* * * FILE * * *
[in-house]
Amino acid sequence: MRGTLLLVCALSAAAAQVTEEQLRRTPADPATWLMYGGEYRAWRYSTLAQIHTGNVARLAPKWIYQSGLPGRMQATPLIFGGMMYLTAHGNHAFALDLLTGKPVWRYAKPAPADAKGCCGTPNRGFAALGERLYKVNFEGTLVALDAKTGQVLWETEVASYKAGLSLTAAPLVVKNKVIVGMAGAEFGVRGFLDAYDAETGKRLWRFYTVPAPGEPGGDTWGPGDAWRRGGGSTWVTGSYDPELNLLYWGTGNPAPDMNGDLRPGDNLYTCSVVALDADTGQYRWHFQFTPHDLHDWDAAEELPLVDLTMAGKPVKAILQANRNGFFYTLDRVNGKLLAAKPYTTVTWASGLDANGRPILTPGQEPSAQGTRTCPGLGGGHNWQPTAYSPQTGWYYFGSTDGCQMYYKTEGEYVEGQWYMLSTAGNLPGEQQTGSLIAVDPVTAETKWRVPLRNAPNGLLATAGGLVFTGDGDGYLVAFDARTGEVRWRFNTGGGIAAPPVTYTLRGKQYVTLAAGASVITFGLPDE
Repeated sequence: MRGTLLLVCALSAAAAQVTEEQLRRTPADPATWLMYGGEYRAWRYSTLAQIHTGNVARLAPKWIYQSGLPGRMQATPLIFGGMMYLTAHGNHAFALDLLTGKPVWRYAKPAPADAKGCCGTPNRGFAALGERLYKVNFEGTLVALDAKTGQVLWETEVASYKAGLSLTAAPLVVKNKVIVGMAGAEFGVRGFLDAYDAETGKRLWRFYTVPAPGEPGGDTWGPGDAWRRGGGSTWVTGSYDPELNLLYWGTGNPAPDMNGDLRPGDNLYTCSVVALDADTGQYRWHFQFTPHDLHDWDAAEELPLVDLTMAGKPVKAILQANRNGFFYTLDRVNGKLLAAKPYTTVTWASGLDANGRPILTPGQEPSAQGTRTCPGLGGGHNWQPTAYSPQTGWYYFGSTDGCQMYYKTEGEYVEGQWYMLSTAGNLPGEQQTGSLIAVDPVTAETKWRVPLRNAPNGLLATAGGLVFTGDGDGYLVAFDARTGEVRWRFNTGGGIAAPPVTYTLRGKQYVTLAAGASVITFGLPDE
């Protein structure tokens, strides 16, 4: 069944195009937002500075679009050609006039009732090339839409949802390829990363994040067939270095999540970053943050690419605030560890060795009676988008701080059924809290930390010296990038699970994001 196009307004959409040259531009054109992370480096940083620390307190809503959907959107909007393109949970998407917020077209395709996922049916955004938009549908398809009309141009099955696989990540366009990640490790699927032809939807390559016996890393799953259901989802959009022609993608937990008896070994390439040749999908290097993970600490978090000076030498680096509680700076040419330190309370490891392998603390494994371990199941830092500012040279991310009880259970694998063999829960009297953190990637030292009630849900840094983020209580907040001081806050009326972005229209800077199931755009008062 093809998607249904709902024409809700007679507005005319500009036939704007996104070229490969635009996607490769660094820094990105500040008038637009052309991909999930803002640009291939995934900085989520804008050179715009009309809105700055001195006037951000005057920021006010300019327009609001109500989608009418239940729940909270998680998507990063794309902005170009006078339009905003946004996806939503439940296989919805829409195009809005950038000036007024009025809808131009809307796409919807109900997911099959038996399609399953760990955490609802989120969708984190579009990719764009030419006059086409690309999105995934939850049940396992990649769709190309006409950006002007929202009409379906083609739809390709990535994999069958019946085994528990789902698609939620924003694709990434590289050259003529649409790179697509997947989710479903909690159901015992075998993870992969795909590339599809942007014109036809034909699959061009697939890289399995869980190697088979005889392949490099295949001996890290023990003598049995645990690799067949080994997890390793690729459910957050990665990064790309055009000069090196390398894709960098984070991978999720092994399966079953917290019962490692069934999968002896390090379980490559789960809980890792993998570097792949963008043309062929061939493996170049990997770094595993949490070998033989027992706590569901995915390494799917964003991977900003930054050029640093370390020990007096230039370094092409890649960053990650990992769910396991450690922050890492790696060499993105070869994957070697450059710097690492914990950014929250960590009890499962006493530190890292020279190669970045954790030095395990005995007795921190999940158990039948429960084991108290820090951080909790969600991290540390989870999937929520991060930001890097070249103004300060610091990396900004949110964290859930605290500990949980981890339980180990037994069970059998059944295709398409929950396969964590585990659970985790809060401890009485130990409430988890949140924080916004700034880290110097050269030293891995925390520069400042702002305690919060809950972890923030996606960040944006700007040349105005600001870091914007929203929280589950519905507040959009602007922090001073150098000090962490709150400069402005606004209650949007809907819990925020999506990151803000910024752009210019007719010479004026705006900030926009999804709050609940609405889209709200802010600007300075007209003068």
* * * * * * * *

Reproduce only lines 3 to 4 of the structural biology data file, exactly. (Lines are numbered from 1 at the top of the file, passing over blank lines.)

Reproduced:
Repeated sequence: MRGTLLLVCALSAAAAQVTEEQLRRTPADPATWLMYGGEYRAWRYSTLAQIHTGNVARLAPKWIYQSGLPGRMQATPLIFGGMMYLTAHGNHAFALDLLTGKPVWRYAKPAPADAKGCCGTPNRGFAALGERLYKVNFEGTLVALDAKTGQVLWETEVASYKAGLSLTAAPLVVKNKVIVGMAGAEFGVRGFLDAYDAETGKRLWRFYTVPAPGEPGGDTWGPGDAWRRGGGSTWVTGSYDPELNLLYWGTGNPAPDMNGDLRPGDNLYTCSVVALDADTGQYRWHFQFTPHDLHDWDAAEELPLVDLTMAGKPVKAILQANRNGFFYTLDRVNGKLLAAKPYTTVTWASGLDANGRPILTPGQEPSAQGTRTCPGLGGGHNWQPTAYSPQTGWYYFGSTDGCQMYYKTEGEYVEGQWYMLSTAGNLPGEQQTGSLIAVDPVTAETKWRVPLRNAPNGLLATAGGLVFTGDGDGYLVAFDARTGEVRWRFNTGGGIAAPPVTYTLRGKQYVTLAAGASVITFGLPDE
């Protein structure tokens, strides 16, 4: 069944195009937002500075679009050609006039009732090339839409949802390829990363994040067939270095999540970053943050690419605030560890060795009676988008701080059924809290930390010296990038699970994001 196009307004959409040259531009054109992370480096940083620390307190809503959907959107909007393109949970998407917020077209395709996922049916955004938009549908398809009309141009099955696989990540366009990640490790699927032809939807390559016996890393799953259901989802959009022609993608937990008896070994390439040749999908290097993970600490978090000076030498680096509680700076040419330190309370490891392998603390494994371990199941830092500012040279991310009880259970694998063999829960009297953190990637030292009630849900840094983020209580907040001081806050009326972005229209800077199931755009008062 093809998607249904709902024409809700007679507005005319500009036939704007996104070229490969635009996607490769660094820094990105500040008038637009052309991909999930803002640009291939995934900085989520804008050179715009009309809105700055001195006037951000005057920021006010300019327009609001109500989608009418239940729940909270998680998507990063794309902005170009006078339009905003946004996806939503439940296989919805829409195009809005950038000036007024009025809808131009809307796409919807109900997911099959038996399609399953760990955490609802989120969708984190579009990719764009030419006059086409690309999105995934939850049940396992990649769709190309006409950006002007929202009409379906083609739809390709990535994999069958019946085994528990789902698609939620924003694709990434590289050259003529649409790179697509997947989710479903909690159901015992075998993870992969795909590339599809942007014109036809034909699959061009697939890289399995869980190697088979005889392949490099295949001996890290023990003598049995645990690799067949080994997890390793690729459910957050990665990064790309055009000069090196390398894709960098984070991978999720092994399966079953917290019962490692069934999968002896390090379980490559789960809980890792993998570097792949963008043309062929061939493996170049990997770094595993949490070998033989027992706590569901995915390494799917964003991977900003930054050029640093370390020990007096230039370094092409890649960053990650990992769910396991450690922050890492790696060499993105070869994957070697450059710097690492914990950014929250960590009890499962006493530190890292020279190669970045954790030095395990005995007795921190999940158990039948429960084991108290820090951080909790969600991290540390989870999937929520991060930001890097070249103004300060610091990396900004949110964290859930605290500990949980981890339980180990037994069970059998059944295709398409929950396969964590585990659970985790809060401890009485130990409430988890949140924080916004700034880290110097050269030293891995925390520069400042702002305690919060809950972890923030996606960040944006700007040349105005600001870091914007929203929280589950519905507040959009602007922090001073150098000090962490709150400069402005606004209650949007809907819990925020999506990151803000910024752009210019007719010479004026705006900030926009999804709050609940609405889209709200802010600007300075007209003068």